Creating Binary Cu–Bi Compounds via High-Pressure Synthesis: A Combined Experimental and Theoretical Study
journal contributionposted on 02.06.2017, 00:00 by Samantha M. Clarke, Maximilian Amsler, James P. S. Walsh, Tony Yu, Yanbin Wang, Yue Meng, Steven D. Jacobsen, Chris Wolverton, Danna E. Freedman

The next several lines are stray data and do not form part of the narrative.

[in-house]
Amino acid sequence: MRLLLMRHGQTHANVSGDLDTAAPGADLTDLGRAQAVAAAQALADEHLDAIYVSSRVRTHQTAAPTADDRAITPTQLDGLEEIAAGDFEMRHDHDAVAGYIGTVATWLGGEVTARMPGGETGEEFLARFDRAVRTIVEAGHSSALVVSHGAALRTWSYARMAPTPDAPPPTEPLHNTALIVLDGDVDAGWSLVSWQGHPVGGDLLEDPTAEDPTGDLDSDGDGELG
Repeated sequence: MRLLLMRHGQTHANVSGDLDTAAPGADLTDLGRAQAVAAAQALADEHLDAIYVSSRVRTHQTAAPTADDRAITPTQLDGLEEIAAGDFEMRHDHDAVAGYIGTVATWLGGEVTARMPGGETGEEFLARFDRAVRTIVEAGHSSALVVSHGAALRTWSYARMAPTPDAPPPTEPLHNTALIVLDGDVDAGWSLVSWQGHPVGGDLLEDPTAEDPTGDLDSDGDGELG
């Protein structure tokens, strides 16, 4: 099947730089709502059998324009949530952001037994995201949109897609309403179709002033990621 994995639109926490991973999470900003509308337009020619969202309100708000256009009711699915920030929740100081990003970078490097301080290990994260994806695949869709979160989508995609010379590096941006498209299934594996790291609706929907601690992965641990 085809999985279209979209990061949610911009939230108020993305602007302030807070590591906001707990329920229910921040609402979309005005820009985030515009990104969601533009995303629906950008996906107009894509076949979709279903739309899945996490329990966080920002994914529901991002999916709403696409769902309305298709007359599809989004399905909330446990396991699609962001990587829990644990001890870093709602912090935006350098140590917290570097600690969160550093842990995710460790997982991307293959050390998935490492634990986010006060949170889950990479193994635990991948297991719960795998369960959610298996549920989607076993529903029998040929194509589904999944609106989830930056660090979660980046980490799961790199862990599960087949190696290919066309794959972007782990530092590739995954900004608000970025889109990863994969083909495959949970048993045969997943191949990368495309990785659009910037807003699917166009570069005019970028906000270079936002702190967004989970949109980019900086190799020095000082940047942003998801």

Exploration beyond the known phase space of thermodynamically stable compounds into the realm of metastable materials is a frontier of materials chemistry. The application of high pressure in experiment and theory provides a powerful vector by which to explore this uncharted phase space, allowing discovery of complex new structures and bonding in the solid state. We harnessed this approach for the Cu–Bi system, where the realization of new phases offers potential for exotic properties such as superconductivity. This potential is due to the presence of bismuth, which, by virtue of its status as one of the heaviest stable elements, forms a critical component in emergent materials such as superconductors and topological insulators. To fully investigate and understand the Cu–Bi system, we welded theoretical predictions with experiment to probe the Cu–Bi system under high pressures. By employing the powerful approach of in situ X-ray diffraction in a laser-heated diamond anvil cell (LHDAC), we thoroughly explored the high-pressure and high-temperature (high-PT) phase space to gain insight into the formation of intermetallic compounds at these conditions. We employed density functional theory (DFT) calculations to calculate a pressure versus temperature phase diagram, which correctly predicts that CuBi is stabilized at lower pressures than Cu11Bi7, and allows us to uncover the thermodynamic contributions responsible for the stability of each phase. Detailed comparisons between the NiAs structure type and the two high-pressure Cu–Bi phases, Cu11Bi7 and CuBi, reveal the preference for elemental segregation within the Cu–Bi phases, and highlight the unique channels and layers formed by ordered Cu vacancies. The electron localization function from DFT calculations account for the presence of these “voids” as a manifestation of the lone pair orientation on the Bi atoms. Our study demonstrates the power of joint experimental–computational work in exploring the chemistry occurring at high-PT conditions. The existence of multiple high-pressure-stabilized phases in the Cu–Bi binary system, which can be readily identified with in situ techniques, offers promise for other systems in which no ambient pressure phases are known to exist.